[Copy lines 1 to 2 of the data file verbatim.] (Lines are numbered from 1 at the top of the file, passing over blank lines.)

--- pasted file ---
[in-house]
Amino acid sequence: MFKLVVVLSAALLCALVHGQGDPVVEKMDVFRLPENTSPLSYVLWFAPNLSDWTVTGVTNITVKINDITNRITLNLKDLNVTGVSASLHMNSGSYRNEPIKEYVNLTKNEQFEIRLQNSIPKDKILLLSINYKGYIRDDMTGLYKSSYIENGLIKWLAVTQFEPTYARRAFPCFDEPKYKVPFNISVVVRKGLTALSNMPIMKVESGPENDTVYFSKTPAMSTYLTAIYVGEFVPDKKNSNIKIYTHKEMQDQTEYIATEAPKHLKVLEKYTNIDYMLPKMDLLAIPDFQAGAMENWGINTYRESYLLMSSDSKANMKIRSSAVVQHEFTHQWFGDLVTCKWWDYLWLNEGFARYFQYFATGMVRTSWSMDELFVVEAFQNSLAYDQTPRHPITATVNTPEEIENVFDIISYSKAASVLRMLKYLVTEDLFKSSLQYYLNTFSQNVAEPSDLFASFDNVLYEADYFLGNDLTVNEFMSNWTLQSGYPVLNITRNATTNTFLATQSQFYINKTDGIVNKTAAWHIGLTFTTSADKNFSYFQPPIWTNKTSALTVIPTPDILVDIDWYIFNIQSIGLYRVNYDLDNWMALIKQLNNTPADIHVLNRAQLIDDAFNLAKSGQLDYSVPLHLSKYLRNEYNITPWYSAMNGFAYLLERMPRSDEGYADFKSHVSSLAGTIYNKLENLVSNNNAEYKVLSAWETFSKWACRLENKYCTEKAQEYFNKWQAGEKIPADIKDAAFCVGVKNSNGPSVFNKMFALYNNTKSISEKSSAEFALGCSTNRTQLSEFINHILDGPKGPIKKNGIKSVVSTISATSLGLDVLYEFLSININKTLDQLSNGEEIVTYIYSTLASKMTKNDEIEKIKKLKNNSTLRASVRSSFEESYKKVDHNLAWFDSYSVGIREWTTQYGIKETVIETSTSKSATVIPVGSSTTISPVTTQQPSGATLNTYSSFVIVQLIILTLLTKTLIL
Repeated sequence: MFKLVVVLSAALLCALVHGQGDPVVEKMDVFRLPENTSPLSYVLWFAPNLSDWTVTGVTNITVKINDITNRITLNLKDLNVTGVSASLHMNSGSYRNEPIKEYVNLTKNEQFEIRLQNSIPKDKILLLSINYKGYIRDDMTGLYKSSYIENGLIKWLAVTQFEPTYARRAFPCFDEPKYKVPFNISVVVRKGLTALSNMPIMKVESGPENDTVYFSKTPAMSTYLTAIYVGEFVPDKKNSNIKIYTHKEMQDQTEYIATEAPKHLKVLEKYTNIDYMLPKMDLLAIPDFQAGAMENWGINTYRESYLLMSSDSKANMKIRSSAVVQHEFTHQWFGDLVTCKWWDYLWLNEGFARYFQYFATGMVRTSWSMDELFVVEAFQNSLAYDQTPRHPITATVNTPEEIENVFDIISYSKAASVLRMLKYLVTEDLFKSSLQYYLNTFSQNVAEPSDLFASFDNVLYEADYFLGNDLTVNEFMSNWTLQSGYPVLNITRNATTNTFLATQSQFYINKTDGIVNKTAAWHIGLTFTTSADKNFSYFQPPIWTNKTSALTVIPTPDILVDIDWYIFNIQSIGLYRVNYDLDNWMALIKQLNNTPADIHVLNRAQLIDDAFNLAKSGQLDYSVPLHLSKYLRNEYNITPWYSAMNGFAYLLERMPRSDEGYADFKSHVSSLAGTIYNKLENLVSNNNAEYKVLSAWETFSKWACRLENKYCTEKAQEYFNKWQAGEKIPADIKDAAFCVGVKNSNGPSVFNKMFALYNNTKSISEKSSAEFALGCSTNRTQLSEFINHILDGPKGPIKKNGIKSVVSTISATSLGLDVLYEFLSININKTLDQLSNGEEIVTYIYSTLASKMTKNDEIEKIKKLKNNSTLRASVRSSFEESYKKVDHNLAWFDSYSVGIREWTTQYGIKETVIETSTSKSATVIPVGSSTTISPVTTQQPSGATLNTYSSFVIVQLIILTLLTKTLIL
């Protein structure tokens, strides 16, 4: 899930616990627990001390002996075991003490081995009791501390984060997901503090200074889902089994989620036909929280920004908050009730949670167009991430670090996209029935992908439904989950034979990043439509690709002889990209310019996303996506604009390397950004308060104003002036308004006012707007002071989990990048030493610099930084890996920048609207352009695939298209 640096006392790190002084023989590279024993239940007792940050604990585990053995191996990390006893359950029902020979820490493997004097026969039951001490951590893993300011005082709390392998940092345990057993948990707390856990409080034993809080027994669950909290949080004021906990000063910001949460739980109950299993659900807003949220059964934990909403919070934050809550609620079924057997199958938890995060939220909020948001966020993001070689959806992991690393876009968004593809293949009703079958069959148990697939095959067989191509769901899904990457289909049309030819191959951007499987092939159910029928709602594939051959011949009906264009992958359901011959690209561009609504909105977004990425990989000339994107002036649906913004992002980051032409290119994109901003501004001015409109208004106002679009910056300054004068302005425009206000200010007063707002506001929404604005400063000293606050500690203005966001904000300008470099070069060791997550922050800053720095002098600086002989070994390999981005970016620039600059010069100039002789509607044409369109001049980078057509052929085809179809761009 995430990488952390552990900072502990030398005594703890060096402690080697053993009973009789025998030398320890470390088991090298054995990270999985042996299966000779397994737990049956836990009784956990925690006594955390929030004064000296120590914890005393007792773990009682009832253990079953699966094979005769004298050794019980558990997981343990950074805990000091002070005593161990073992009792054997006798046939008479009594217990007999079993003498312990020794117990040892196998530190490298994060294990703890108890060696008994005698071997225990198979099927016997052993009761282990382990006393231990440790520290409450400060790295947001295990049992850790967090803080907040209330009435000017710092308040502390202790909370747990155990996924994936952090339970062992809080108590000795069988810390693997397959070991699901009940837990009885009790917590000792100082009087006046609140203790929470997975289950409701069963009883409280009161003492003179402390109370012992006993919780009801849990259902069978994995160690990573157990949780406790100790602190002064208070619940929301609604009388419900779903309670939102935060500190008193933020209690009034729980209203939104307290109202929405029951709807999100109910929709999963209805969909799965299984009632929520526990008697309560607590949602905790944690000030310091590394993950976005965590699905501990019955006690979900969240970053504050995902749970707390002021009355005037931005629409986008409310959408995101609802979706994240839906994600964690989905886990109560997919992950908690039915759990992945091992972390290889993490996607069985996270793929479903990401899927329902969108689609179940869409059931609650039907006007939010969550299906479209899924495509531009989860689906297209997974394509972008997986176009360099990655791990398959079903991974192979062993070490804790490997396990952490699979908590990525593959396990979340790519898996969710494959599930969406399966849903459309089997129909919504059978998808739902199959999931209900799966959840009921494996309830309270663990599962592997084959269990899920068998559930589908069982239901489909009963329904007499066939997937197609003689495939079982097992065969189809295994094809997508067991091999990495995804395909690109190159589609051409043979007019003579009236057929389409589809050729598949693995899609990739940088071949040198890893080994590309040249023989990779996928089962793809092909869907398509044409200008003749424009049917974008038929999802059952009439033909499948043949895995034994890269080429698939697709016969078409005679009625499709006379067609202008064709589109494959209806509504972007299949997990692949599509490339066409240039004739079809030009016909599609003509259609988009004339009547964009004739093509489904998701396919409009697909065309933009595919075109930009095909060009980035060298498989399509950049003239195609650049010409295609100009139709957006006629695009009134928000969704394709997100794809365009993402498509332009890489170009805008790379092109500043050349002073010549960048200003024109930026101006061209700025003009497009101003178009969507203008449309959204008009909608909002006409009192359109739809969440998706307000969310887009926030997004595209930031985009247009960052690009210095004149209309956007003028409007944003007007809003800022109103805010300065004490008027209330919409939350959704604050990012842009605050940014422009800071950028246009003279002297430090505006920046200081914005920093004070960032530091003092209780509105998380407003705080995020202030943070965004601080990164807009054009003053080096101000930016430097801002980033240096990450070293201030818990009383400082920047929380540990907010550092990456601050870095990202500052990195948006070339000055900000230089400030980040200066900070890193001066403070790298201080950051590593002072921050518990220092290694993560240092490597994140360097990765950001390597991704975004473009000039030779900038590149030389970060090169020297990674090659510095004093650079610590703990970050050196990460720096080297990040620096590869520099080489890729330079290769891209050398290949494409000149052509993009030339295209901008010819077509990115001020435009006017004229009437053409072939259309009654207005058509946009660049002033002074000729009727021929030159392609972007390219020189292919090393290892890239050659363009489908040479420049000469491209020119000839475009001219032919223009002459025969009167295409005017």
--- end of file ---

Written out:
[in-house]
Amino acid sequence: MFKLVVVLSAALLCALVHGQGDPVVEKMDVFRLPENTSPLSYVLWFAPNLSDWTVTGVTNITVKINDITNRITLNLKDLNVTGVSASLHMNSGSYRNEPIKEYVNLTKNEQFEIRLQNSIPKDKILLLSINYKGYIRDDMTGLYKSSYIENGLIKWLAVTQFEPTYARRAFPCFDEPKYKVPFNISVVVRKGLTALSNMPIMKVESGPENDTVYFSKTPAMSTYLTAIYVGEFVPDKKNSNIKIYTHKEMQDQTEYIATEAPKHLKVLEKYTNIDYMLPKMDLLAIPDFQAGAMENWGINTYRESYLLMSSDSKANMKIRSSAVVQHEFTHQWFGDLVTCKWWDYLWLNEGFARYFQYFATGMVRTSWSMDELFVVEAFQNSLAYDQTPRHPITATVNTPEEIENVFDIISYSKAASVLRMLKYLVTEDLFKSSLQYYLNTFSQNVAEPSDLFASFDNVLYEADYFLGNDLTVNEFMSNWTLQSGYPVLNITRNATTNTFLATQSQFYINKTDGIVNKTAAWHIGLTFTTSADKNFSYFQPPIWTNKTSALTVIPTPDILVDIDWYIFNIQSIGLYRVNYDLDNWMALIKQLNNTPADIHVLNRAQLIDDAFNLAKSGQLDYSVPLHLSKYLRNEYNITPWYSAMNGFAYLLERMPRSDEGYADFKSHVSSLAGTIYNKLENLVSNNNAEYKVLSAWETFSKWACRLENKYCTEKAQEYFNKWQAGEKIPADIKDAAFCVGVKNSNGPSVFNKMFALYNNTKSISEKSSAEFALGCSTNRTQLSEFINHILDGPKGPIKKNGIKSVVSTISATSLGLDVLYEFLSININKTLDQLSNGEEIVTYIYSTLASKMTKNDEIEKIKKLKNNSTLRASVRSSFEESYKKVDHNLAWFDSYSVGIREWTTQYGIKETVIETSTSKSATVIPVGSSTTISPVTTQQPSGATLNTYSSFVIVQLIILTLLTKTLIL